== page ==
8/29/2003 - Tennessee Donor Services representatives will be on hand during the kick-off of Employee Celebration Month Tuesday, Sept. 2 to answer questions regarding organ, tissue and bone marrow donation.
1. How many lives can I save if I donate my organs?
According to Tennessee Donor Services, doctors can save up to seven lives and improve the lives of more than 50 others. The organs that can be transplanted are: liver, kidney, pancreas, kidney/pancreas (can be transplanted at the same time), heart, lung, heart/lung (can be transplanted at the same time) and intestines. More than 80,000 people across the U.S. are currently awaiting a lifesaving organ transplant.
2. How will my organs be placed?
The organs are distributed locally first and if no match is found, they are then offered regionally, and then nationally, until a recipient is found. Every attempt is made to place donor organs.
3. How are organ donors matched with recipients?
The matching process contains six steps: 1) An organ is donated. 2) The donor's information is put into the UNOS transplant information database. 3) The database lists patients who match that organ. 4) The hospital where the patient is to be transplanted is notified of an available organ. 5) The transplant team considers whether to accept the organ for the patient. 6) The patient who will receive the organ is notified that an organ is available.
Many different medical and logistical characteristics are considered for an organ to be distributed to the best-matched potential recipient. While the specific criteria differ for various organs, matching criteria generally include: blood type and size of the organ(s) needed, time spent awaiting a transplant, the relative distance between donor and recipient. For certain organs other factors are vital, including: the medical urgency of the recipient, the degree of immune-system match between donor and recipient, whether the recipient is a child or an adult.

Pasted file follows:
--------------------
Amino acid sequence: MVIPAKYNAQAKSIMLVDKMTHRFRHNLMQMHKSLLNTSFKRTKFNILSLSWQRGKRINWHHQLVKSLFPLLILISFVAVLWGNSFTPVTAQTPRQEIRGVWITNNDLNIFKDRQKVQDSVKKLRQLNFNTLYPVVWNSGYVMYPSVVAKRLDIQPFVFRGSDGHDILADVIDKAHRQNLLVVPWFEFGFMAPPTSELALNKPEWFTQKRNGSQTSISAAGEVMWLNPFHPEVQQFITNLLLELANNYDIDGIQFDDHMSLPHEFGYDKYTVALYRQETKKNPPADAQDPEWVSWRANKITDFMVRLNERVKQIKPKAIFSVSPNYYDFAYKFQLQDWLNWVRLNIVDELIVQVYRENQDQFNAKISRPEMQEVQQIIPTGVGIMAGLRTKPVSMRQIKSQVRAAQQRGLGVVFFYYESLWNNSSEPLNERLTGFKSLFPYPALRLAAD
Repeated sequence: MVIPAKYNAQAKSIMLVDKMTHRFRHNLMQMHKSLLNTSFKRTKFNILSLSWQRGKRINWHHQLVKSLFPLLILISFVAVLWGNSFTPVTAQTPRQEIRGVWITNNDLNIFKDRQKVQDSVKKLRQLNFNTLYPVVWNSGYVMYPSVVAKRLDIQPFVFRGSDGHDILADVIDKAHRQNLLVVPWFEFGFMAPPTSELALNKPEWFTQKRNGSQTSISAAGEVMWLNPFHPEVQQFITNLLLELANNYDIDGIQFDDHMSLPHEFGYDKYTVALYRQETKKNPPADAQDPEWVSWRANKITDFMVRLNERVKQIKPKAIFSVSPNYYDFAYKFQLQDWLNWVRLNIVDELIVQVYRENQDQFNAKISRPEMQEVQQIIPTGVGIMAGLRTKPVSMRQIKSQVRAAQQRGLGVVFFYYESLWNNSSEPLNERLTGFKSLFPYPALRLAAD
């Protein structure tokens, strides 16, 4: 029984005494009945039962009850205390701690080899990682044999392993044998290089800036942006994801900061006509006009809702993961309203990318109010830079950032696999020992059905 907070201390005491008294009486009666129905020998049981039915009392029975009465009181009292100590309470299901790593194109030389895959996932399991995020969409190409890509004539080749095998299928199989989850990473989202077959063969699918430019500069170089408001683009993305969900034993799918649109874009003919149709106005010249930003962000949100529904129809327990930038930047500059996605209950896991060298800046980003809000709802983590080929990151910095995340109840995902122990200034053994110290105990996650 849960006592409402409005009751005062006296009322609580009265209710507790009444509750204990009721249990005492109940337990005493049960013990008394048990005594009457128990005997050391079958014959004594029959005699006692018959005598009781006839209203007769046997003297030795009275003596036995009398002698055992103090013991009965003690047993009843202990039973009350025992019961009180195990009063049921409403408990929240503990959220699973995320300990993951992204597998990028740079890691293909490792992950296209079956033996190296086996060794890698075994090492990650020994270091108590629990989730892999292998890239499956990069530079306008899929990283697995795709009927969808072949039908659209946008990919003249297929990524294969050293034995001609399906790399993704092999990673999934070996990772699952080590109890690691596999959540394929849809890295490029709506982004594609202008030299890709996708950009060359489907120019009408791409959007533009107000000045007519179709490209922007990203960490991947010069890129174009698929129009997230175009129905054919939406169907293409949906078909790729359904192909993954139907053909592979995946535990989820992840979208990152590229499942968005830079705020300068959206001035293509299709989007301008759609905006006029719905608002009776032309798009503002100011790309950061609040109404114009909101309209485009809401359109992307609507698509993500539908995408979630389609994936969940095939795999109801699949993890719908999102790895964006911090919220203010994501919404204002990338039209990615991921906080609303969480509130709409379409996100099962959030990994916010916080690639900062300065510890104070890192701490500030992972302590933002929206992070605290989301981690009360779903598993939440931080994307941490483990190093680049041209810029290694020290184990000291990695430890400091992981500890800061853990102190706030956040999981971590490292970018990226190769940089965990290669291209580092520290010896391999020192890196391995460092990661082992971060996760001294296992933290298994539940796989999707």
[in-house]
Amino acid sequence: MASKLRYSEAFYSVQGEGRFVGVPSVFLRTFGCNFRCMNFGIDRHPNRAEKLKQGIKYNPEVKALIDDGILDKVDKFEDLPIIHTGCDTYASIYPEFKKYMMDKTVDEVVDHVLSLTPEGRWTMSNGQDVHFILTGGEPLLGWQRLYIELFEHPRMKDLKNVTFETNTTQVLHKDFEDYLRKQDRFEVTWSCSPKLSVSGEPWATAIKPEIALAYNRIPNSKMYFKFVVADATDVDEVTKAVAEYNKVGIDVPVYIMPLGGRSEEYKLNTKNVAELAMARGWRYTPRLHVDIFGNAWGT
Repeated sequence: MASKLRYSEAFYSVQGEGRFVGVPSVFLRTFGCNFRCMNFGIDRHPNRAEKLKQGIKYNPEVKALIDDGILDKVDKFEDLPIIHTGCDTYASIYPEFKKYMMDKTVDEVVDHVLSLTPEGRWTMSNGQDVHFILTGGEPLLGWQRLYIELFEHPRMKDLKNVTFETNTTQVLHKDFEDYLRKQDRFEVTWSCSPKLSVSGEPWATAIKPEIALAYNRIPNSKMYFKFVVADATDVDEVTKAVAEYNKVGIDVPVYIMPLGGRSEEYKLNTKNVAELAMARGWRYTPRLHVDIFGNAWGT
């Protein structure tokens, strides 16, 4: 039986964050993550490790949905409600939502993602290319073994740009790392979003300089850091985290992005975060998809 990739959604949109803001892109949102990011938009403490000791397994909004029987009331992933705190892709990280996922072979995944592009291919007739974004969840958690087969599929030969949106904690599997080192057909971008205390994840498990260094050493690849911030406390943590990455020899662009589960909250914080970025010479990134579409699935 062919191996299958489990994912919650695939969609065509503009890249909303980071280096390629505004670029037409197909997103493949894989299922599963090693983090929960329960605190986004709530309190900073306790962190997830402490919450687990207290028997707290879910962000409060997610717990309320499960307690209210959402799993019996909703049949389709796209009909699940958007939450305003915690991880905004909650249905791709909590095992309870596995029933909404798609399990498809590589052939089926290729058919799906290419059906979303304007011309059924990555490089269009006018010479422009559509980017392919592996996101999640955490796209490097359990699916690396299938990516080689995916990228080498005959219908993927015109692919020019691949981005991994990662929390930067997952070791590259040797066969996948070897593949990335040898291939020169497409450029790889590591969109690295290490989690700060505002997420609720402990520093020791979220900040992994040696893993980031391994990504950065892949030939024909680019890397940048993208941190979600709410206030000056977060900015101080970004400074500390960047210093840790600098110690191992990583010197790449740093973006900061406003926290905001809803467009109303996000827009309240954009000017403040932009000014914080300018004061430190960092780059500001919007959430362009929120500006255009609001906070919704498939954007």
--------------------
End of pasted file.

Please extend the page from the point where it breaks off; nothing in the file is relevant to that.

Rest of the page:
4. Tell me about bone marrow donation.
Successful transplantation requires carefully matching the donors and patients tissue types. More than 11,000 individuals have donated marrow for unrelated patients since the National Marrow Donor Program began operation in 1987. Nearly 50,000 have donated for family members.
Marrow is found in the cavity of the bodys bones. It is removed through a hollow surgical needle inserted several times in the pelvic bone All donors receive either general or regional anesthesia. Marrow constantly regenerates itself the donors system will replace the extracted marrow completely within several weeks.
5. What are some statistics regarding organ recipients?
Currently, there are 2,400 children on the organ transplant waiting list.
An average of 16 people die every day waiting for an organ to become available for transplant. More than 750,000 Americans benefit from a life-enhancing tissue transplant each year. More than 46,500 have better vision each year through corneal transplants.
6. How can I become an organ or marrow donor?
To be an organ/tissue donor, simply sign a donor card or drivers license and tell your family of your wishes. To become a potential bone marrow or stem cell donor you must be between the ages of 18 and 60 to provide a blood sample for testing and registration on the National Marrow Donor Programs database.
7. Who am I helping by donating bone marrow?
More than 70 different diseases are treatable by a blood stem cell transplant. Each year, more than 30,000 patients are diagnosed with life-threatening illnesses treatable by blood stem cell transplants.
8. How do I find out more about donation?
Tennessee Donor Services
(615) 234-5265 local
National Minority Organ/Tissue Transplant Education Program
Coalition on Donation
Coalition on Donation (African American)
United Network for Organ Sharing
American Association of Blood Banks
Bone marrow donation:
National Marrow Donor Program
Compiled by Jessica Pasley©2014 Vanderbilt University Medical Center